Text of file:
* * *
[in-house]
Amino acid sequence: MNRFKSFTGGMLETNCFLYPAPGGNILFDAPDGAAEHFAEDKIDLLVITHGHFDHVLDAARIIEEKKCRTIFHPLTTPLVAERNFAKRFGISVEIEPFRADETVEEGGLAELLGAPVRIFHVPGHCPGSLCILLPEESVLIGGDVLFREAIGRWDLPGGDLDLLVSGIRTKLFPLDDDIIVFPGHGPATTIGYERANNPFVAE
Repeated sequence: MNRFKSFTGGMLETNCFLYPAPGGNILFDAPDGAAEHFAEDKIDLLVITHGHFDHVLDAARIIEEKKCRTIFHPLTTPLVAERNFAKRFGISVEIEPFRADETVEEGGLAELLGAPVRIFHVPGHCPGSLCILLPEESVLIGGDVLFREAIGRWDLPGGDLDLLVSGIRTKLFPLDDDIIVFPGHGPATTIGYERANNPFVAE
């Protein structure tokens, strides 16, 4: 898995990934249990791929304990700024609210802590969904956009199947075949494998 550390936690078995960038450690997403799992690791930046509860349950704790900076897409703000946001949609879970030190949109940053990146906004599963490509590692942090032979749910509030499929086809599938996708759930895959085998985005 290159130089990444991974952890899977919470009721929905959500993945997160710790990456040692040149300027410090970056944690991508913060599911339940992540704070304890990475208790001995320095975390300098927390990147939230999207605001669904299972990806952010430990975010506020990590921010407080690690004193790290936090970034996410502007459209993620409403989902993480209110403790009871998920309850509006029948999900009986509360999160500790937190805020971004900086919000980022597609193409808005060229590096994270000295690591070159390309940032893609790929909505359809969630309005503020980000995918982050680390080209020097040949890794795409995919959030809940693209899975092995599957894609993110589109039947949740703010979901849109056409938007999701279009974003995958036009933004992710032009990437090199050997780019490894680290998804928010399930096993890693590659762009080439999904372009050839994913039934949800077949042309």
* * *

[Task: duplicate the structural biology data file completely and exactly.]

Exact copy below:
[in-house]
Amino acid sequence: MNRFKSFTGGMLETNCFLYPAPGGNILFDAPDGAAEHFAEDKIDLLVITHGHFDHVLDAARIIEEKKCRTIFHPLTTPLVAERNFAKRFGISVEIEPFRADETVEEGGLAELLGAPVRIFHVPGHCPGSLCILLPEESVLIGGDVLFREAIGRWDLPGGDLDLLVSGIRTKLFPLDDDIIVFPGHGPATTIGYERANNPFVAE
Repeated sequence: MNRFKSFTGGMLETNCFLYPAPGGNILFDAPDGAAEHFAEDKIDLLVITHGHFDHVLDAARIIEEKKCRTIFHPLTTPLVAERNFAKRFGISVEIEPFRADETVEEGGLAELLGAPVRIFHVPGHCPGSLCILLPEESVLIGGDVLFREAIGRWDLPGGDLDLLVSGIRTKLFPLDDDIIVFPGHGPATTIGYERANNPFVAE
């Protein structure tokens, strides 16, 4: 898995990934249990791929304990700024609210802590969904956009199947075949494998 550390936690078995960038450690997403799992690791930046509860349950704790900076897409703000946001949609879970030190949109940053990146906004599963490509590692942090032979749910509030499929086809599938996708759930895959085998985005 290159130089990444991974952890899977919470009721929905959500993945997160710790990456040692040149300027410090970056944690991508913060599911339940992540704070304890990475208790001995320095975390300098927390990147939230999207605001669904299972990806952010430990975010506020990590921010407080690690004193790290936090970034996410502007459209993620409403989902993480209110403790009871998920309850509006029948999900009986509360999160500790937190805020971004900086919000980022597609193409808005060229590096994270000295690591070159390309940032893609790929909505359809969630309005503020980000995918982050680390080209020097040949890794795409995919959030809940693209899975092995599957894609993110589109039947949740703010979901849109056409938007999701279009974003995958036009933004992710032009990437090199050997780019490894680290998804928010399930096993890693590659762009080439999904372009050839994913039934949800077949042309």